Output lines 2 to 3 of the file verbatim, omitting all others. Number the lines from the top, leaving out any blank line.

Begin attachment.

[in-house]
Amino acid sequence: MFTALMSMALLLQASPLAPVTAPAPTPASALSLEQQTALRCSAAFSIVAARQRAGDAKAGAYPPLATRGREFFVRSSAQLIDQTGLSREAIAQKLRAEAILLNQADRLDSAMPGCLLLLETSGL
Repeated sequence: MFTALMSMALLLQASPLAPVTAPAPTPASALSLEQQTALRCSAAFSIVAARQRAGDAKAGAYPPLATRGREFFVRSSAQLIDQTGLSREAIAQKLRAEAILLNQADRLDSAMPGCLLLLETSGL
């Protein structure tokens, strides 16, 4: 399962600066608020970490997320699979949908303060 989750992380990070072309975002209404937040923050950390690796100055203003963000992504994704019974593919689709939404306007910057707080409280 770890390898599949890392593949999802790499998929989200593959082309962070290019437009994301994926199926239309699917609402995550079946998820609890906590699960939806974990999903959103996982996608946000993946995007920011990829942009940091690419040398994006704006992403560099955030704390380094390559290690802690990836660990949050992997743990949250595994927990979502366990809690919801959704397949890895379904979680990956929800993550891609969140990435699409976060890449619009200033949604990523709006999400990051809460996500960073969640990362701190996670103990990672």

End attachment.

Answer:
Amino acid sequence: MFTALMSMALLLQASPLAPVTAPAPTPASALSLEQQTALRCSAAFSIVAARQRAGDAKAGAYPPLATRGREFFVRSSAQLIDQTGLSREAIAQKLRAEAILLNQADRLDSAMPGCLLLLETSGL
Repeated sequence: MFTALMSMALLLQASPLAPVTAPAPTPASALSLEQQTALRCSAAFSIVAARQRAGDAKAGAYPPLATRGREFFVRSSAQLIDQTGLSREAIAQKLRAEAILLNQADRLDSAMPGCLLLLETSGL